I-50

Editorial Notebook

June 24, 2006|By PETER JENSEN

This week, as Maryland commuters find themselves in a familiar place - most likely trapped in a rolling backup on Interstate 95 - they may want to take a moment for a non-alcoholic toast to the 50th anniversary of America's interstate highways. This Thursday marks the date when Dwight David Eisenhower fathered the interstate system. (Admittedly, not quite like saving the world from Hitler, but still a big deal.) This single stroke of the pen led to nearly 47,000 miles of highway and a robust market for license plate bingo.

Recognizing the tremendous public interest in this important milestone of public infrastructure, we have put together a list of frequently asked (by which we mean obvious) questions about the system with helpful (by which we mean made up) answers that readers are certain to recognize for their general aura of truthiness.

Our thanks to the federal government for providing useful research and for all the short merge lanes, confusing signs, excessive tolls, speed traps, crowded rest stops and incidents of road rage that our nation's super highways have made possible.

Question: How much has the interstate system cost?

Answer: About $128.9 billion, with most going into the new Woodrow Wilson Bridge.

Q: Who has paid for it?

A: Funny you should ask. For most of its history, the federal government has forked over 90 percent. We're not certain where they got the money but boy, it just keeps coming. Back in the 1950s, Congress thought the whole thing would cost about $27 billion. A 400 percent cost overrun is awfully good by Washington standards.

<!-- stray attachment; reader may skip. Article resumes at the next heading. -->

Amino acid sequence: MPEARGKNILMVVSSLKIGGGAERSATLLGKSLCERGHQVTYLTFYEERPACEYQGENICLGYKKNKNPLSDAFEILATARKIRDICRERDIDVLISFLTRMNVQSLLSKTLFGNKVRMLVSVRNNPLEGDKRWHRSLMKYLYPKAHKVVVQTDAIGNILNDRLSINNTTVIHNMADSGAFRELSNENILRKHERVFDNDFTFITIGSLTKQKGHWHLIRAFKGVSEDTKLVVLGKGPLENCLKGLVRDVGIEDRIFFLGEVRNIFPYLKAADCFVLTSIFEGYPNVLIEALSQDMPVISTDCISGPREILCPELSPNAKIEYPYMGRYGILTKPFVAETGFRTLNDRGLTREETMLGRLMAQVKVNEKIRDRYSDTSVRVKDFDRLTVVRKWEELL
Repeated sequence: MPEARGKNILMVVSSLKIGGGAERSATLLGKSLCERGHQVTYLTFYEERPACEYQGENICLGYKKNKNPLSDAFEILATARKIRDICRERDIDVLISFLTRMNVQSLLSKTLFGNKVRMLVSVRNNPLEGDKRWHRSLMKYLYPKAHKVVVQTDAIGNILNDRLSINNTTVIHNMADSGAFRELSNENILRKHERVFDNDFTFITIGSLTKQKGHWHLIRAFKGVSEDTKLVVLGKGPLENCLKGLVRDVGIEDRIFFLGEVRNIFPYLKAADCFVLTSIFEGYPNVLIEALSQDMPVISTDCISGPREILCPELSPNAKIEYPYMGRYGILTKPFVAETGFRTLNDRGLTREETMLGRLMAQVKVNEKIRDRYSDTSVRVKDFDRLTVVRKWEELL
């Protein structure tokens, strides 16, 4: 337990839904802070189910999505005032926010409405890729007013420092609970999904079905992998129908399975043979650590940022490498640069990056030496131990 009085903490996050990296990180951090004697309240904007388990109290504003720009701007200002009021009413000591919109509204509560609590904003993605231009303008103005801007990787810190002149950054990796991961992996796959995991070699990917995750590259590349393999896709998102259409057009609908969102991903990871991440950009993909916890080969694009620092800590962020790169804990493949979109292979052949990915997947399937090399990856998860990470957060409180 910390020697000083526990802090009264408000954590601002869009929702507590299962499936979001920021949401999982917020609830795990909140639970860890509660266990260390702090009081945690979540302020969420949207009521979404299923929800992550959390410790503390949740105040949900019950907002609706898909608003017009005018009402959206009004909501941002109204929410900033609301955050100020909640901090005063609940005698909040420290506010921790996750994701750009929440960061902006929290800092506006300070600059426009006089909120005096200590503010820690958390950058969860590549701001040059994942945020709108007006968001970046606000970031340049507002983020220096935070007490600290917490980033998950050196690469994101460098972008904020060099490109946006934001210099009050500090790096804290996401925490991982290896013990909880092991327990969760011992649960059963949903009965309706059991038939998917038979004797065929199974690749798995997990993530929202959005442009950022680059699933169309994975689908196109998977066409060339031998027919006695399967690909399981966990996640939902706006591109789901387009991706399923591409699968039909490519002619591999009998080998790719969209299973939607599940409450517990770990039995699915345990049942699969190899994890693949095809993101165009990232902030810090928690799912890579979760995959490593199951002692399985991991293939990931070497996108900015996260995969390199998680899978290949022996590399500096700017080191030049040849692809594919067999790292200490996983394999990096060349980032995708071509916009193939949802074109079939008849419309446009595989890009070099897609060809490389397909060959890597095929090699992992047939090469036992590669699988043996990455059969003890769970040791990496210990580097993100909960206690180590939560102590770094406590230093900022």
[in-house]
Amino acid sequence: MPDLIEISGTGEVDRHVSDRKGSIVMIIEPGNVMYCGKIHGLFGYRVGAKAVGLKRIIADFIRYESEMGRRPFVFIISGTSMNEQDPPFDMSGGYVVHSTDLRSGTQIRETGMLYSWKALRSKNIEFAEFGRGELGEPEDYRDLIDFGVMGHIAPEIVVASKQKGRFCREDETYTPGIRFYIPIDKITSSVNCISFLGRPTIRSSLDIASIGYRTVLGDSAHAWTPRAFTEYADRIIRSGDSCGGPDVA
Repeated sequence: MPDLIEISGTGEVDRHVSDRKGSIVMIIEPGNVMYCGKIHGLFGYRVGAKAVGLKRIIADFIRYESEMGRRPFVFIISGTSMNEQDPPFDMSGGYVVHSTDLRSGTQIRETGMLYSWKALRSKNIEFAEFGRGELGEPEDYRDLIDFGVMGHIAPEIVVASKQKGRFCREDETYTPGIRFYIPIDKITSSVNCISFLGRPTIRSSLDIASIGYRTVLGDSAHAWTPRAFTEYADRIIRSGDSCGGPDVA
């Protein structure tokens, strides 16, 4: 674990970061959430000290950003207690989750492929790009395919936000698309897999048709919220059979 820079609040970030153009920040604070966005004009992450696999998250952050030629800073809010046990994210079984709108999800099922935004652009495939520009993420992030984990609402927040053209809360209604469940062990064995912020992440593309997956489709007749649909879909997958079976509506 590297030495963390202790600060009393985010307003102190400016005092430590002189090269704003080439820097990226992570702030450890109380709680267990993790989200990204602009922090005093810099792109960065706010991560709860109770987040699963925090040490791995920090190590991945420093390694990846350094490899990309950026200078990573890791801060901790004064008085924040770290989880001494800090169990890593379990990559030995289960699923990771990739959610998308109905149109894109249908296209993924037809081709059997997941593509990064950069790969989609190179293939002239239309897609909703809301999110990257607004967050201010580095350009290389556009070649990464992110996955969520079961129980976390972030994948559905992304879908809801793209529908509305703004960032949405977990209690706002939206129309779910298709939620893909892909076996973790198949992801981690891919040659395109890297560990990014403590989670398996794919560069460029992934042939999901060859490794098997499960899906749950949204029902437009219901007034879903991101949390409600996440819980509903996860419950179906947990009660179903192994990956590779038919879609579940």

Q: Where was the first interstate?

A: U.S. 40 west of Topeka. Congress felt an obligation to launch the project in Kansas in case something went horribly wrong.

Q: Who sets the speed limits?

A: Generally speaking, each state does. That's why much of Maryland's interstates are limited to 65 miles per hour while drivers in Montana can cruise at roughly the speed of sound. President Richard M. Nixon set a national 55-mph speed limit in 1974 and was shortly thereafter forced out of office.

Q: Why are bicycles prohibited on interstates?

A: This is quite a stumper so we dispatched our crack summer intern on a bike ride down the middle of I-70 to find out. That was last Tuesday.

Q: Are interstates safe?

A: Technically, interstates are the safest roads in the country. Growing congestion has only made them even safer as the average speed in the Northeast hovers around that of a hedgehog.

Q: Why aren't interstate signs in metric?

A: President Jimmy Carter liked the idea of metric conversion and was promptly voted out of office.

Q: How are interstates numbered?

A: North-south are odds, east-west are evens. Number is left to right (the opposite of the older U.S. numbered highways). Next year they're all scheduled to switch positions so everyone gets a turn.

Q: Why do interstate numbers have a shield?

A: You got a problem with that? Believe it or not, there was a design contest. You should have seen the other entries.

Q: How can I get a new interstate built?

A: It's a carefully reviewed process in which the appropriate federal agencies study the need, impacts, costs and benefits. Nah, we're yanking your chain. You buy an influential congressman.

Q: How come some states charge tolls on the interstate?

A: The federal government has given states the authority to collect tolls to cover costs. Obviously, Delaware has abused the privilege, and ought to be sold to the DuPonts.

Q: Are interstates designed to be wide enough to land planes?

A: This is a myth. While the Eisenhower administration pondered such a move, another innovation, the overcrowded suburban airport, was ultimately adopted for air travel.

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